Granular shear flows of flat disks and elongated rods are simulated using the Discrete Element Method. The effects of particle shape, interparticle friction, coefficient of restitution, and Young's modulus on the flow behavior and solid phase stresses have been investigated. Without friction, the stresses decrease as the particles become flatter or more elongated due to the effect of particle shape on the motion and interaction of particles. In dense flows, the particles tend to have their largest dimension aligned in the flow direction and their smallest dimension aligned in the velocity gradient direction, such that the contacts between the particles are reduced. The particle alignment is more significant for flatter disks and more elongated rods. The interparticle friction has a crucial impact on the flow pattern, particle alignment, and stress. Unlike in the smooth layer flows with frictionless particles, frictional particles are entangled into large masses which rotate like solid bodies under shear. In dense flows with friction, a sharp stress increase is observed with a small increase in the solid volume fraction, and a space-spanning network of force chains is rapidly formed with the increase in stress. The stress surge can occur at a lower solid volume fraction for the flatter and more elongated particles. The particle Young's modulus has a negligible effect on dilute and moderately dense flows. However, in dense flows where the space-spanning network of force chains is formed, the stress depends strongly on the particle Young's modulus. In shear flows of non-spherical particles, the stress tensor is found to be symmetric, but anisotropic with the normal component in the flow direction greater than the other two normal components. The granular temperature for the non-spherical particle systems consists of translational and rotational temperatures. The translational temperature is not equally partitioned in the three directions with the component in the flow direction greater than the other two. The rotational temperature is less than the translational temperature at low solid volume fractions, but may become greater than the translational temperature at high solid volume fractions.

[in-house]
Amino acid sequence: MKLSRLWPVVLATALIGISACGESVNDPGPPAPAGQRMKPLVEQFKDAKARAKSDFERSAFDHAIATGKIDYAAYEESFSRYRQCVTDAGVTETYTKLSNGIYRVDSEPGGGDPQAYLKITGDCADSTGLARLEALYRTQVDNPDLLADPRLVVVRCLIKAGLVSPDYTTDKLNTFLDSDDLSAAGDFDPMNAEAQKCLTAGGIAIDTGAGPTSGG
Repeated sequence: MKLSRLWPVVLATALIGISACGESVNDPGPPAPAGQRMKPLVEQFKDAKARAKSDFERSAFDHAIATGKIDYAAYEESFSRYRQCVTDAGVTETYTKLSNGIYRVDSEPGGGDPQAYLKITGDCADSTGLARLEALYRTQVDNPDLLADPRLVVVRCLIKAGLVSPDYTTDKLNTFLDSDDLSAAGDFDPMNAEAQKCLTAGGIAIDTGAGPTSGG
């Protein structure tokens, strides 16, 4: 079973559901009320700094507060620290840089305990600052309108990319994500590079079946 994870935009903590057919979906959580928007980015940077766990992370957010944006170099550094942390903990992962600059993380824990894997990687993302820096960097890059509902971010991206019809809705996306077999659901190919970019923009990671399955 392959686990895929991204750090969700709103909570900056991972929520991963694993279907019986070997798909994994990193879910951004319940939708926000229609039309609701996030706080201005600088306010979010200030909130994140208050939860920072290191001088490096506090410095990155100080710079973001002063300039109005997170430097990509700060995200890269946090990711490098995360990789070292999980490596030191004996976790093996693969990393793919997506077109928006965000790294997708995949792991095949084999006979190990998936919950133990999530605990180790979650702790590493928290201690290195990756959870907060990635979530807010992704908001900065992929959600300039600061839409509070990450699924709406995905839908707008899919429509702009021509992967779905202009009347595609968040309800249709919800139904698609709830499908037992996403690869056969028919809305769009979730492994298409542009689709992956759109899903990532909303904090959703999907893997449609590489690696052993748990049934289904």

You do not currently have access to this content.